Germany then: we are not discussing guilt here; we are talking about the responsibility towards the future of a culture within which this monster could have developed. Because “death was a master from Germany” — although the Jews were never enemies of the Germans or of Germany. Quite the opposite. German Jews were always proud of how much good they had achieved for German civilization.
So how can the Nazi regime be explained? I think that there was a pseudo-intellectual elite who took over power in Germany, and it did so not because the masses supported their potentially genocidal ideology, but because there was a situation of grave crisis, within which the potentially genocidal layer of leaders offered a way out, in the form of a wonderful utopia. The determining factor was that the layer of intellectuals — the academicians, the teachers, the students, the bureaucrats, the doctors, the lawyers, the churchmen, the engineers — joined the Nazi party because it promised them a future and status. Through the fast-growing identification of the intellectual layers with the regime, it became possible to have the genocide easily presented as an unavoidable step towards the achievement of a utopian future. When Herr Doctor, Herr Professor, Herr Director, Herr Priest or Pastor, Herr Engineer became collaborators with genocide, when a consensus evolved, led by the semi-mythological figure of the dictator, it became easy to convince the masses and to recruit them to carry out the murders.
Something similar could happen elsewhere as well, but in Germany, where at least part of the elite had absorbed a radical antisemitism and on top of it a general racist ideology during the nineteenth century, it proved easier for the genocidal Nazi layer of leaders to turn the majority of German society into accomplices. The major role in this was played by the universities, the academics. I keep returning to the question of whether we have indeed learnt anything, whether we do not still keep producing technically competent barbarians in our universities.
And what about the churches? The Holocaust has brought to light a profound crisis in Christianity. 1900 years after the Christian messiah spread the gospel of love, his own people were murdered by baptized heathens. The churches, insofar as they did not collaborate, kept their silence.
On the other hand, one definitely cannot say that within German society a radical antisemitic norm had prevailed. There was, though, a general queasiness regarding the Jews, even among the non-antisemitic or even anti-antisemitic mass movements of the social-democrats, the communists, and the Catholic Center that constituted the majority of the German voting population up to the end of 1932. This queasiness made it practically impossible for a general protest against the murder of Jews to develop. It was not as if the dictatorship was so fully totalitarian as to make protest movements impossible at all. This was proven not only by the opposition to the murder of German handicapped that brought about the stoppage, in August 1941, of the so-called euthanasia, at least partially, but also the demonstration of the German women in the Rosenstrasse in Berlin, in February 1943, which led to the freeing of their Jewish husbands. The fragility of the famous German-Jewish symbiosis came to light through the fact that a mass movement for the protection of the Jewish minority, which was at the least unpopular, was totally outside the sphere of possibilities.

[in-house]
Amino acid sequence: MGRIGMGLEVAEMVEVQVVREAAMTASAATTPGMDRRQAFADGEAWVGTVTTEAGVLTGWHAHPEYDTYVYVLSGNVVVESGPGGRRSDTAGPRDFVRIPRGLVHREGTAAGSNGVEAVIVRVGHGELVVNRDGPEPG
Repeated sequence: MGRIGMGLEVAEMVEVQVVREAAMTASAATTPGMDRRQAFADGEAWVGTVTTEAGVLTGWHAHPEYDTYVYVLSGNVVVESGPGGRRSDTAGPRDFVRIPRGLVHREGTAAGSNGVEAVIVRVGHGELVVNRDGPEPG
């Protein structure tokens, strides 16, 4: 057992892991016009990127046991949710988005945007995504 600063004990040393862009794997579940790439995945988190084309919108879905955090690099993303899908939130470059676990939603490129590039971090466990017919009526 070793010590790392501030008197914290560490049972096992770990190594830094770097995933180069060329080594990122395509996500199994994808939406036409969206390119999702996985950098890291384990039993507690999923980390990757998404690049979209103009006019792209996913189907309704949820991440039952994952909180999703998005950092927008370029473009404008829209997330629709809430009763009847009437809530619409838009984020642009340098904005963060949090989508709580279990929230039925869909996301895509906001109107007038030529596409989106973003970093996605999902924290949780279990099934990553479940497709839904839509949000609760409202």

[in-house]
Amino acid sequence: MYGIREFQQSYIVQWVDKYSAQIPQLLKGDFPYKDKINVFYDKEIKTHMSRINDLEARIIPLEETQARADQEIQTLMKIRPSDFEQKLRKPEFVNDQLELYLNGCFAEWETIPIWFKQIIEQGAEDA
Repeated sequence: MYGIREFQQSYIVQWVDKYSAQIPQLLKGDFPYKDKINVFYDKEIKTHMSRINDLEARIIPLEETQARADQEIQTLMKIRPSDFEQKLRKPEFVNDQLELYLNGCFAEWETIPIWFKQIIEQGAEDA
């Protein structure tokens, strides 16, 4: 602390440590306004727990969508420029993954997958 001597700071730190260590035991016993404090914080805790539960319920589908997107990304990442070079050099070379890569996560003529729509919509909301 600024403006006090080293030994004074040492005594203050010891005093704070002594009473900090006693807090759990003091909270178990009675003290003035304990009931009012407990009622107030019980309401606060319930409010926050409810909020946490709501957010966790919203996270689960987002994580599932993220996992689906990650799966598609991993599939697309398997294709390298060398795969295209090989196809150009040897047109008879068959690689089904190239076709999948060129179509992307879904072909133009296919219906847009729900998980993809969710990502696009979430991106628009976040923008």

It seems to me that yet another factor is involved. European culture is composed of two pillars: Athens and Rome on the one side and Jerusalem on the other side. An ordinary citizen of two hundred years ago, if he owned any book at all, it would probably be the Christian Bible, which, as we all know is composed of two parts — the Old Testament and the New Testament. Both were written mainly by Jews.
Greek and Roman literature, law, art, and philosophy are and surely have been as important as the prophets and the moral commandments of the Jewish Bible. Still, modern Italians and modern Greeks do not use the same languages anymore, do not worship the same gods, do not create the same kinds of art, do not write the same kinds of literature as in ages past. Different peoples live there now. But my granddaughter reads what was written 3000 years ago, in the original, needing no dictionary. Try this out with “Walter von der Vogelweide” — and this was written only a few hundred years ago.
When the Nazis wanted to carry out their rebellion against Western culture, was it not the Jews, those still living reminders of the source of that culture, whom they had to annihilate? The Jews, whether they want it or not, are a central component of Western self-perception. This is spread all over the world by means of so-called Western civilization, as well as by means popular kitsch culture — which also originates in the West.
There is an Auschwitz museum in a suburb of Hiroshima. Holocaust literature is read in South America. The Holocaust has assumed the role of universal symbol for all evil because it presents the most extreme form of genocide, because it contains elements that are without precedent, because that tragedy was a Jewish one, and because the Jews — although they are neither better nor worse than others and their sufferings were neither greater nor less than those of others — represent one of the nuclei of modern civilization.
The Historian as Storyteller
The way I see it, a historian is one who not only analyzes history but also tells true stories. So let me tell you some. In Radom in Poland there lived a woman with two sons. Her husband had gone to Palestine in 1939 for the purpose of preparing the immigration there of his entire family. The war broke the family apart. The husband became a Palestinian citizen and tried to save his family by exchanging them for German settlers in Palestine.